So, suffice to say that nothing that has happened in the last four years has proven Turchin wrong about any of this. Given this fact, what does he predict for our future? Well, unfortunately, "disintegrative phases" only end once the ruling elite decide that it is more important to calm discontent, by sharing the wealth, than to hold on to as much as they can. This, in turn, usually only happens once there has been a whole lot of violent death (e.g. in the 1860's) or a credible threat of revolution (e.g. 1919-1920) or a need to maintain unity in the face of an enemy nation (Cold War). Lacking the last one, we would appear to have the very real possibility of a bunch of bloodshed.
It's enough to make one wonder if a pandemic, to convince everyone to stay in their homes instead of gathering together in masses to shoot, stab, and club each other to death, might actually be a good thing. So there's that.
I cannot say that this book is a fun read, but it is an even more interesting one now than it was when I read it the first time. If you have an interest in understanding the underlying issues propelling current events, and you're not frightened by a little mathematical notation, you might take a look.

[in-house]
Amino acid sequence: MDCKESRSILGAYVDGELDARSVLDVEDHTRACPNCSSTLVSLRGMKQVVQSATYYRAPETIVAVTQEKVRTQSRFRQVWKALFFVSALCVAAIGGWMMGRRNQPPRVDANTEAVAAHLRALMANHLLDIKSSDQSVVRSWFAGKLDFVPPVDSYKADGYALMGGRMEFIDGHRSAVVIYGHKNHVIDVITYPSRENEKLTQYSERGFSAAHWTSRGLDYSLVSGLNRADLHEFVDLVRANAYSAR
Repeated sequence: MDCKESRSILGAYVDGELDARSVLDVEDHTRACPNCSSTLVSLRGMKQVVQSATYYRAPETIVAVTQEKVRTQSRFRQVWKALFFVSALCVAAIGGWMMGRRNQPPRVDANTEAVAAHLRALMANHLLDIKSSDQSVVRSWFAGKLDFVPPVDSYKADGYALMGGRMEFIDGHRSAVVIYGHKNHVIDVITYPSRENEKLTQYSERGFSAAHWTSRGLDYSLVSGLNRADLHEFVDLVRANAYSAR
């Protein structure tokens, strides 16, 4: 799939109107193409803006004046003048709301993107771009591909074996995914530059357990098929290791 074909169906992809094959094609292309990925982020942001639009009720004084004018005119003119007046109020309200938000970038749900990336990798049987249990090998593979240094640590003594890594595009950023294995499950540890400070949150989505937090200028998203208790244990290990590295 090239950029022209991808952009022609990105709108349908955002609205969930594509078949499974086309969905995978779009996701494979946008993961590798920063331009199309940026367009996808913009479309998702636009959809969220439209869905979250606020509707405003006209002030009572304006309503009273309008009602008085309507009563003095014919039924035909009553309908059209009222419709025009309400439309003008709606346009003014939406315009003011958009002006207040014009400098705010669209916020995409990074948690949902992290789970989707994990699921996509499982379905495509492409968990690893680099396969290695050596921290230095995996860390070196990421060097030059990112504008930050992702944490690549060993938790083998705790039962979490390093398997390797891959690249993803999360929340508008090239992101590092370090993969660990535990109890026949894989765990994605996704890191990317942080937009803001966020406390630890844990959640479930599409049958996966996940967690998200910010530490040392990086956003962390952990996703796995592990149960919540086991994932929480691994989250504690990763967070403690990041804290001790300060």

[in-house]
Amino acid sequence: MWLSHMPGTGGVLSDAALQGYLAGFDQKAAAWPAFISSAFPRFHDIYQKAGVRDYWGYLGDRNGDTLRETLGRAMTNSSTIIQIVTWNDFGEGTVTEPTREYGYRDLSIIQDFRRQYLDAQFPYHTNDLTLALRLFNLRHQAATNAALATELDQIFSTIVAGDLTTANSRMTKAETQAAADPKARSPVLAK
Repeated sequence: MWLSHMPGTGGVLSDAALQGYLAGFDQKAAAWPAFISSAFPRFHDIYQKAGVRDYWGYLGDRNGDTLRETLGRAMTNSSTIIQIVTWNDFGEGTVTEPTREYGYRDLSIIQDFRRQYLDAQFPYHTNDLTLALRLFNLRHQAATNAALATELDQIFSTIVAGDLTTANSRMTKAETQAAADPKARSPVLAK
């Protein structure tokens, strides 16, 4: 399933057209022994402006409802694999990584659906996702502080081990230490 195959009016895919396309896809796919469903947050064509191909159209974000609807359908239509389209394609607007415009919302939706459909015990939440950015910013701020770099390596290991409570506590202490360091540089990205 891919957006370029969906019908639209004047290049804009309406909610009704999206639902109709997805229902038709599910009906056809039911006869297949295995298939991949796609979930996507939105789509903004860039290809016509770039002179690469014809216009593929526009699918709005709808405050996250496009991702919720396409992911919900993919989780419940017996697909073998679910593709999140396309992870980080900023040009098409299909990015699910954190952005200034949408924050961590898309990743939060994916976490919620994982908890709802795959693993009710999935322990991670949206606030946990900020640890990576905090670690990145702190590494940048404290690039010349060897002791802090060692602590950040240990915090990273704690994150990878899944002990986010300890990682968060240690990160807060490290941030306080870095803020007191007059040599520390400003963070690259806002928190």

[original review, which I wrote in 2016]
Full disclosure: Peter Turchin posted a rough draft of this book on his blog a couple years ago, to invite people to provide input. I read (and commented on) it with enthusiasm then, in its previous form, and was surprised to find myself thanked for this in the Acknowledgements of the final version. So, you already know my basic opinion (thumbs-up). But, on to the details, which are more important in a review anyway.
Turchin's book opens and closes with the same figure: the front cover and the last page show a graph of two variables called "Well-Being Index" and "Political Stability Index", with the x-axis showing the years from 1780 to 2020. But what seems like more of an opinion, not much more objective than a Venn Diagram joke, turns out by the end of the book to be backed up with quite a lot of data. That it is not mere hyperbole does not, on the other hand, mean that it is fact. But it is a bit chilling to see the "Political Stability Index" headed into territory not seen in this country since the late 1850's. As Turchin points out, there's nothing inevitable about us going down the path towards civil war again; we have knowledge, we know more about how society works (or fails to) than we did in the mid-19th century, we can choose to do something about it.